Artists without synesthesia

Some artists frequently mentioned as synesthetes did not, in fact, have the neurological condition. Scriabin's 1911 Prometheus, for example, is a deliberate contrivance whose color choices are based on the circle of fifths and appear to have been taken from Madame Blavatsky.[2][99] The musical score has a separate staff marked luce whose "notes" are played on a color organ. Technical reviews appear in period volumes of Scientific American.[2] On the other hand, his older colleague Rimsky-Korsakov (who was perceived as a fairly conservative composer) was, in fact, a synesthete.[100]

French poets Arthur Rimbaud and Charles Baudelaire wrote of synesthetic experiences, but there is no evidence they were synesthetes themselves. Baudelaire's 1857 Correspondances introduced the notion that the senses can and should intermingle. Baudelaire participated in a hashish experiment by psychiatrist Jacques-Joseph Moreau and became interested in how the senses might affect each other.[27] Rimbaud later wrote Voyelles (1871), which was perhaps more important than Correspondances in popularizing synesthesia. He later boasted "J'inventais la couleur des voyelles!" (I invented the colors of the vowels!).[101]

6.3. Science

Some technologists, like inventor Nikola Tesla,[102] and scientists also reported being synesthetic. Physicist Richard Feynman describes his colored equations in his autobiography, What Do You Care What Other People Think?.[103]

6.4. Literature

Synesthesia is sometimes used as a plot device or way of developing a character's inner life. Author and synesthete Pat Duffy describes four ways in which synesthetic characters have been used in modern fiction.[104][105]

  • Synesthesia as Romantic ideal: in which the condition illustrates the Romantic ideal of transcending one's experience of the world. Books in this category include The Gift by Vladimir Nabokov.
  • Synesthesia as pathology: in which the trait is pathological. Books in this category include The Whole World Over by Julia Glass.
  • Synesthesia as Romantic pathology: in which synesthesia is pathological but also provides an avenue to the Romantic ideal of transcending quotidian experience. Books in this category include Holly Payne's The Sound of Blue and Anna Ferrara's The Woman Who Tried To Be Normal.
  • Synesthesia as psychological health and balance: Painting Ruby Tuesday by Jane Yardley, and A Mango-Shaped Space by Wendy Mass.

Literary depictions of synesthesia are criticized as often being more of a reflection of an author's interpretation of synesthesia than of the phenomenon itself.

7. Research

Tests like this demonstrate that people do not attach sounds to visual shapes arbitrarily. When people are given a choice between the words "Bouba" and "Kiki", the left shape is almost always called "Kiki" while the right is called "Bouba".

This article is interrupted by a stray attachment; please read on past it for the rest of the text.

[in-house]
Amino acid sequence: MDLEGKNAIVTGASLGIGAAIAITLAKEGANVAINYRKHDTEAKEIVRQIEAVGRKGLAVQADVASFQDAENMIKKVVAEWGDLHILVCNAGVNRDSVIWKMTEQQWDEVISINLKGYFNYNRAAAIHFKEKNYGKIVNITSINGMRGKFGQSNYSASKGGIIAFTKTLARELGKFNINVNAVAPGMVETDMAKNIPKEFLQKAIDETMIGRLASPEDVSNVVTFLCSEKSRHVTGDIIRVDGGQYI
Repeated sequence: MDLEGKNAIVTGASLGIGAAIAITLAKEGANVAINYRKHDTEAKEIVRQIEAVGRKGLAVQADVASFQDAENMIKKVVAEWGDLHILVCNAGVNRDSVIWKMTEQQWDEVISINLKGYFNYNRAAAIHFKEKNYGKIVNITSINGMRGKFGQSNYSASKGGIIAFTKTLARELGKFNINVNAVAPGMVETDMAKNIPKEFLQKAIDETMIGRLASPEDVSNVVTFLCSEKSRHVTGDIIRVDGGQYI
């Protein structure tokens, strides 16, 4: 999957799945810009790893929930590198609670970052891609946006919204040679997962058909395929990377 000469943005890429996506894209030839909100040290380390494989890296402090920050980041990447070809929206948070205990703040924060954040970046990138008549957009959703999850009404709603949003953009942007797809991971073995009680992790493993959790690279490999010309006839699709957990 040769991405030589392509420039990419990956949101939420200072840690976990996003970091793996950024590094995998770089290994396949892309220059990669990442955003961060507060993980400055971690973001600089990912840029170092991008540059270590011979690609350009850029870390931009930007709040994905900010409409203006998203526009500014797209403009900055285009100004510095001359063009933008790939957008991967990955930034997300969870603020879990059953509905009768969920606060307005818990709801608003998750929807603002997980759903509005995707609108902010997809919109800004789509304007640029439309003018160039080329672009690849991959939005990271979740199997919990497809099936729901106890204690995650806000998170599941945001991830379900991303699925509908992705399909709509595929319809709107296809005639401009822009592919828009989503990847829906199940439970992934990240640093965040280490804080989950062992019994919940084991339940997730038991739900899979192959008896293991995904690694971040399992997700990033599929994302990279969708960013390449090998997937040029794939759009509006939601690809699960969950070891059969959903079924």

Research on synesthesia raises questions about how the brain combines information from different sensory modalities, referred to as crossmodal perception or multisensory integration.

An example of this is the bouba/kiki effect. In an experiment first designed by Wolfgang Köhler, people are asked to choose which of two shapes is named bouba and which kiki. The angular shape, kiki, is chosen by 95–98% and bouba for the rounded one. Individuals on the island of Tenerife showed a similar preference between shapes called takete and maluma. Even 2.5-year-old children (too young to read) show this effect.[106] Research indicated that in the background of this effect may operate a form of ideasthesia.[107]

Researchers hope that the study of synesthesia will provide better understanding of consciousness and its neural correlates. In particular, synesthesia might be relevant to the philosophical problem of qualia,[108][109] given that synesthetes experience extra qualia (e.g., colored sound). An important insight for qualia research may come from the findings that synesthesia has the properties of ideasthesia,[110] which then suggest a crucial role of conceptualization processes in generating qualia.[111]

7.1. Technological Applications

Synesthesia also has a number of practical applications, one of which is the use of 'intentional synesthesia' in technology.[112] These applications include sensory prosthetics, as discussed by Chaim-Meyer Scheff in "Experimental model for the study of changes in the organization of human sensory information processing through the design and testing of non-invasive prosthetic devices for sensory impaired people".[SIGCAPH Comput. Phys. Handicap. (36): 3–10. doi:10.1145/15711.15713. S2CID 119242 [113]]

The Voice (vOICe)

Peter Meijer developed a sensory substitution device for the visually impaired called The vOICe (the capital letters "O," "I," and "C" in "vOICe" are intended to evoke the expression "Oh I see"). The vOICe is a privately owned research project, running without venture capital, that was first implemented using low-cost hardware in 1991.[114] The vOICe is a visual-to-auditory sensory substitution device (SSD) preserving visual detail at high resolution (up to 25,344 pixels).[115] The device consists of a laptop, head-mounted camera or computer camera, and headphones. The vOICe converts visual stimuli of the surroundings captured by the camera into corresponding aural representations (soundscapes) delivered to the user through headphones at a default rate of one soundscape per second. Each soundscape is a left-to-right scan, with height represented by pitch, and brightness by loudness.[116] The vOICe compensates for the loss of vision by converting information from the lost sensory modality into stimuli in a remaining modality.[117]